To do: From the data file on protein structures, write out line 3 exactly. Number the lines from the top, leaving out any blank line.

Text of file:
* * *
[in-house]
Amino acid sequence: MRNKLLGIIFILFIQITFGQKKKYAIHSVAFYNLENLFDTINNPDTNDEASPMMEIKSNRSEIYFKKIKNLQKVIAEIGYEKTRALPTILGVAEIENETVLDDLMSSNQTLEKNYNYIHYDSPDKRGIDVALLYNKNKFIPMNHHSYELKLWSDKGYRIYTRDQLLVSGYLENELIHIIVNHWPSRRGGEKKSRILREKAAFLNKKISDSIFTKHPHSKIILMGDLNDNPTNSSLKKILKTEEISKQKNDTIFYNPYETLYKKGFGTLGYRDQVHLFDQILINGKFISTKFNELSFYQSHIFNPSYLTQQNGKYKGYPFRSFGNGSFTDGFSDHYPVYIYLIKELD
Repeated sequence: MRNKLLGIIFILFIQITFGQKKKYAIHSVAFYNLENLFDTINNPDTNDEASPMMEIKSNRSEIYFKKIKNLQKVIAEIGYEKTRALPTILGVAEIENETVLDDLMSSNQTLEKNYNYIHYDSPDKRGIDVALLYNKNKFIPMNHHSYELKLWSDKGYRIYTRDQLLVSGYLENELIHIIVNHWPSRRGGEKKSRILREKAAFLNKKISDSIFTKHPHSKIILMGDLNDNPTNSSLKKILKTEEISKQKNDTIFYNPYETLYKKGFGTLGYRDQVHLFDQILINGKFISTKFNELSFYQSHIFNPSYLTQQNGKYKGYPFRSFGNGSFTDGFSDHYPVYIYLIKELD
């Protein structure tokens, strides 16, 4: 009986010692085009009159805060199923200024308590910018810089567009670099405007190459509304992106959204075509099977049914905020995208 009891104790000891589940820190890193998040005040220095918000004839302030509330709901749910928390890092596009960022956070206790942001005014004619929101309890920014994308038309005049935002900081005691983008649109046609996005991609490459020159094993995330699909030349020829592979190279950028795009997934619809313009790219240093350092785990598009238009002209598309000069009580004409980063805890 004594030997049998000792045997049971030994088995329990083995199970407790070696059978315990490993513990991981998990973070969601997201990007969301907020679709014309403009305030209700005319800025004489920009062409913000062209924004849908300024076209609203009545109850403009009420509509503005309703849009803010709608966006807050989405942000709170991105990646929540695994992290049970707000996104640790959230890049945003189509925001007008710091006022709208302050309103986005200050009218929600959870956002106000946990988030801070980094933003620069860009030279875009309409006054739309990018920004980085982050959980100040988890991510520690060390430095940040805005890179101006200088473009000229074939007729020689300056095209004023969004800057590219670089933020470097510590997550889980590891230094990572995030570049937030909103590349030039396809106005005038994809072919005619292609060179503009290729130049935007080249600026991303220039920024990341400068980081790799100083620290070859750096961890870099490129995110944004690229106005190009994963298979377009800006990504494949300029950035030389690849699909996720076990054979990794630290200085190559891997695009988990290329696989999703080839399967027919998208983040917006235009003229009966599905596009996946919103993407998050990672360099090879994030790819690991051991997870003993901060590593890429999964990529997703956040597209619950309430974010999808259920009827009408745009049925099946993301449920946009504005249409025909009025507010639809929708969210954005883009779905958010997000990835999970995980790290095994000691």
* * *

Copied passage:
Repeated sequence: MRNKLLGIIFILFIQITFGQKKKYAIHSVAFYNLENLFDTINNPDTNDEASPMMEIKSNRSEIYFKKIKNLQKVIAEIGYEKTRALPTILGVAEIENETVLDDLMSSNQTLEKNYNYIHYDSPDKRGIDVALLYNKNKFIPMNHHSYELKLWSDKGYRIYTRDQLLVSGYLENELIHIIVNHWPSRRGGEKKSRILREKAAFLNKKISDSIFTKHPHSKIILMGDLNDNPTNSSLKKILKTEEISKQKNDTIFYNPYETLYKKGFGTLGYRDQVHLFDQILINGKFISTKFNELSFYQSHIFNPSYLTQQNGKYKGYPFRSFGNGSFTDGFSDHYPVYIYLIKELD